Bundling

Surely you've gone shopping and noticed that two goods are being sold together as a package deal. Typically, the two goods are related and make sense to buy together, like laundry detergent and fabric softener. Sometimes, one good is a necessity, and the other is just a perk or luxury that sweetens up the deal. If you are buying a car, you can get the base model and add a sunroof as an add-on, or you can purchase the next model up that already includes a sunroof and heated seats for a comparable price of adding a sunroof to the base model. This pricing strategy is called bundling, and it is done very purposefully by companies to maximize revenue. But just how do they do that? Well, suppose you'll have to stick around...

Bundling Bundling

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Table of contents

    Bundling Definition

    First thing first, the bundling definition is when companies package two or more items together so that they can advertise and sell them as a package deal. A company will group goods or services together under one price so that the buyer is either encouraged or forced to buy both of the goods that make up the bundle, even if they initially only wanted one of the goods.

    Bundling, sometimes referred to as price bundling, is when a firm sells two or more goods as a package deal.

    The purpose of bundling is to increase the number of goods sold while reducing the cost of advertising and distribution of the goods. If a firm bundles two goods and the consumer is only looking to buy one of the bundled goods, they are enticed to buy the other goods as well. By having consumers buy two goods together, the firm reduces its overall costs.

    The reservation price is the highest price a consumer is willing to pay for a good or service.

    It is also important to note that bundling is only effective when the two goods have negatively correlated demands. This means that the reservation price for one good is higher in one area and lower in another, while the reservation price for the other good is lower in the first area and higher in the second area. If demand was positively correlated, it would mean that one area would be willing to pay more for both goods. This would cause the firm to miss out on revenue since they set the bundle price at the lowest reservation price.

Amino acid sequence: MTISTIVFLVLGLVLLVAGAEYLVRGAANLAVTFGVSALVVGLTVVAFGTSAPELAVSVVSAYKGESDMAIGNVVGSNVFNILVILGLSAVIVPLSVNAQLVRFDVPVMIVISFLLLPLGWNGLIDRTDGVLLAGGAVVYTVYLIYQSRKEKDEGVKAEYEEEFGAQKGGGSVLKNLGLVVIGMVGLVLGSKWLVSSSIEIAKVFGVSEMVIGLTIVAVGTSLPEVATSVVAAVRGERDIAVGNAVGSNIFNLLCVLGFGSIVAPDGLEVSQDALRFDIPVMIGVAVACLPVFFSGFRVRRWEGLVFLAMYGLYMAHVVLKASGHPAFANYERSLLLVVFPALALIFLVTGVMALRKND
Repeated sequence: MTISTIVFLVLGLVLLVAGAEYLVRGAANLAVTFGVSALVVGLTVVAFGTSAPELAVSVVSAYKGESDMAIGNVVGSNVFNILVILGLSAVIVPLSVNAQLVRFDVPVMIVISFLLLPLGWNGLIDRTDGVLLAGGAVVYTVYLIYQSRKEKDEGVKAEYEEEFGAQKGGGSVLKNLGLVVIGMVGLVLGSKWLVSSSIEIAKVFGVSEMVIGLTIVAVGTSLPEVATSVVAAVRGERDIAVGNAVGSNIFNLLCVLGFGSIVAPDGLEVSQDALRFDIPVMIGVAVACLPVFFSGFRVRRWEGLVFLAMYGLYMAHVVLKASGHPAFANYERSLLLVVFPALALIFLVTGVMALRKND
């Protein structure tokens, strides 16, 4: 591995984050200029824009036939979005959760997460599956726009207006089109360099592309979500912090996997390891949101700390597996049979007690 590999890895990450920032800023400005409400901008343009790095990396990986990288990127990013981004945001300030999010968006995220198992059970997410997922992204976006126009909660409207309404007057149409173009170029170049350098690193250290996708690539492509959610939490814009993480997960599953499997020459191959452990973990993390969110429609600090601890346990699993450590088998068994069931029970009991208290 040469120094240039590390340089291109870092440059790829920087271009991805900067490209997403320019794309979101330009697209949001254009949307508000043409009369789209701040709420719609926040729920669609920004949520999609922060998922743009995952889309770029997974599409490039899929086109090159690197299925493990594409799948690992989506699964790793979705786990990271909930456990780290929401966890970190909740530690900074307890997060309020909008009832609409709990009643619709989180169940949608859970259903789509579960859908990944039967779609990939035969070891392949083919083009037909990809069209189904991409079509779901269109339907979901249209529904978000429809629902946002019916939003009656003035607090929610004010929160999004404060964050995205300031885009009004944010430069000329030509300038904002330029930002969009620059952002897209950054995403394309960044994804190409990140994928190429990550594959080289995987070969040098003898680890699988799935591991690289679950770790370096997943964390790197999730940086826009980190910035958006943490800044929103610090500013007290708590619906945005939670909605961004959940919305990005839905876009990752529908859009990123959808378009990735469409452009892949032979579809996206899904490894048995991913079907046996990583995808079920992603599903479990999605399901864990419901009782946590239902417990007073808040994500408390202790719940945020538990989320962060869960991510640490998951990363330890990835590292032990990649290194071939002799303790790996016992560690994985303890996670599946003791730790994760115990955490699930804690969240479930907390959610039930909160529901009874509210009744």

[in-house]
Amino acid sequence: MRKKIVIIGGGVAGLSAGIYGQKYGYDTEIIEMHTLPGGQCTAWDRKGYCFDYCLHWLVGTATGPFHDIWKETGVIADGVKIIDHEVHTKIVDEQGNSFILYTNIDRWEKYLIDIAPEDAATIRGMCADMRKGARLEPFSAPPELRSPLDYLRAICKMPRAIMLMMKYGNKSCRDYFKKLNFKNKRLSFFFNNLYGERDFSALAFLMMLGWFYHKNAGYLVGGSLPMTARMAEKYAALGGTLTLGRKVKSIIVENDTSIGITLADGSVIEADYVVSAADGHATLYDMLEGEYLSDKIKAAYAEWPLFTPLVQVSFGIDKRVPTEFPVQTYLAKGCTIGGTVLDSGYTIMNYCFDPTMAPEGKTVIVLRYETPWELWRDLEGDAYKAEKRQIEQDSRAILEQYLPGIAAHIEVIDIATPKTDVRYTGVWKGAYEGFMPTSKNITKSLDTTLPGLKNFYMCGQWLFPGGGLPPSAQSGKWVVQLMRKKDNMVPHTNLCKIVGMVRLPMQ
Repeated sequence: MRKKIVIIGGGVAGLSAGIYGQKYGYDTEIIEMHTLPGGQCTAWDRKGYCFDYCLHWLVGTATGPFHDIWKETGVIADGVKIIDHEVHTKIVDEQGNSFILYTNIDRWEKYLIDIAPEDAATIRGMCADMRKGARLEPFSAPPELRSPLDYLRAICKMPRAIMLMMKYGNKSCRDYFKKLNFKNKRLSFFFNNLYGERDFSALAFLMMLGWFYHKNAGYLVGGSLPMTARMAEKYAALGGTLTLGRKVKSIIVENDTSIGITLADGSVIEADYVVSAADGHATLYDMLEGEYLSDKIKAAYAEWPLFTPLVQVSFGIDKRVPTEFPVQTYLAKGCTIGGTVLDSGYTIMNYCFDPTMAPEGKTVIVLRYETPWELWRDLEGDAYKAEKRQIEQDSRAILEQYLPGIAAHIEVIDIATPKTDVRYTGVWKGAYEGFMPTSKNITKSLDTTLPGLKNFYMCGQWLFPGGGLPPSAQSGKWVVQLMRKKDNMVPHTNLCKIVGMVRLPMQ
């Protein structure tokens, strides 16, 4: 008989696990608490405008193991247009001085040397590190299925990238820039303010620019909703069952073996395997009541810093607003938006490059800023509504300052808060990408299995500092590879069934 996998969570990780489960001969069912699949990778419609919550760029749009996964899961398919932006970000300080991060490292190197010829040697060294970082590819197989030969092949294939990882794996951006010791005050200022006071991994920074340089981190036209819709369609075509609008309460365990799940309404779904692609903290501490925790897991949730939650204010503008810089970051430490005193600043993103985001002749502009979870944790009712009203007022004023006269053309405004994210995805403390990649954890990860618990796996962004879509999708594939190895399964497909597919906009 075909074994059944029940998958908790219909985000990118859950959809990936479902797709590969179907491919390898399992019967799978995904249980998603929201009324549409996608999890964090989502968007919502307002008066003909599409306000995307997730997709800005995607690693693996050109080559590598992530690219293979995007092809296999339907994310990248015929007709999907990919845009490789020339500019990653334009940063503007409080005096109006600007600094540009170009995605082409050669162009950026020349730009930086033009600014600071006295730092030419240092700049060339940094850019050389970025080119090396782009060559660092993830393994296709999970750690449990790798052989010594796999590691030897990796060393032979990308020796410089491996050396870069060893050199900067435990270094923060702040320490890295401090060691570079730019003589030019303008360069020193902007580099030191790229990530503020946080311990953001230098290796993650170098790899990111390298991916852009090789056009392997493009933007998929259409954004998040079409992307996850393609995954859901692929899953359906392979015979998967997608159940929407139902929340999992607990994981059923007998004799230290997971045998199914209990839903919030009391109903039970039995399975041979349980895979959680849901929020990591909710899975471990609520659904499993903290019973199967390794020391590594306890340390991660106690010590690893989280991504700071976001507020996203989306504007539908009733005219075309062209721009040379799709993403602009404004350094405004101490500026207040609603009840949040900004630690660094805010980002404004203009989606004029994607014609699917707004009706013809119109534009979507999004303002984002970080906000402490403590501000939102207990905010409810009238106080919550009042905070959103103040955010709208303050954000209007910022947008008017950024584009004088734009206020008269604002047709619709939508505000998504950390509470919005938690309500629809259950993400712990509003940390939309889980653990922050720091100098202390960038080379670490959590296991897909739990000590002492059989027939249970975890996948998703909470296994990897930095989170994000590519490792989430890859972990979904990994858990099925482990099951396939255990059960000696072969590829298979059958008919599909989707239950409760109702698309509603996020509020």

Monopolies will also use bundling as a way to capture more of the consumer base and increase their market power. They can do this by lowering the price of the good over which they have monopoly power while bundling it with a good that they do not have a monopoly over. Not only will consumers still have to buy the monopoly good, but the monopolist will reward the consumer for buying the competitive good from them by bundling it with the monopolized good at a reduced price.

    Curious about monopolies and price discrimination? We sure are!That's why we have great explanations for both topics, so check them out:

    - Monopoly

    - Price Discrimination.

    Product Bundling Characteristics and Types

    There are two types of product bundling characteristics. There is pure bundling and mixed bundling. The use of each method is determined by the type of goods and whether they are complements or substitutes for each other. Pure bundling occurs when a company decides to sell products only as a bundled package. They are not available to buy separately. Mixed bundling is when a company sells goods both as a bundle and separately.

    Product Bundling: Pure Bundling

    Pure bundling increases a firm's revenue because it relies on the consumer's desire to buy one portion of the bundle. If the consumer values one part of the bundle, they will have to purchase the other half. This concept is known as tying. Pure bundling is a form of tying because tying is when a firm requires the consumer to purchase one good so that they can buy another good. A firm will choose pure bundling when they have zero to low marginal production costs.

    Pure bundling is useful to firms when they cannot price discriminate or tailor their prices to generate maximum revenue. For example, the demand for a good is higher in one area than it is in another area. To even out demand, maximize revenue and make it more predictable, the firm would bundle the first good with a second good. The demand for the second good must be higher in the area where the other good's demand was lower. This way, both goods are sold in both areas.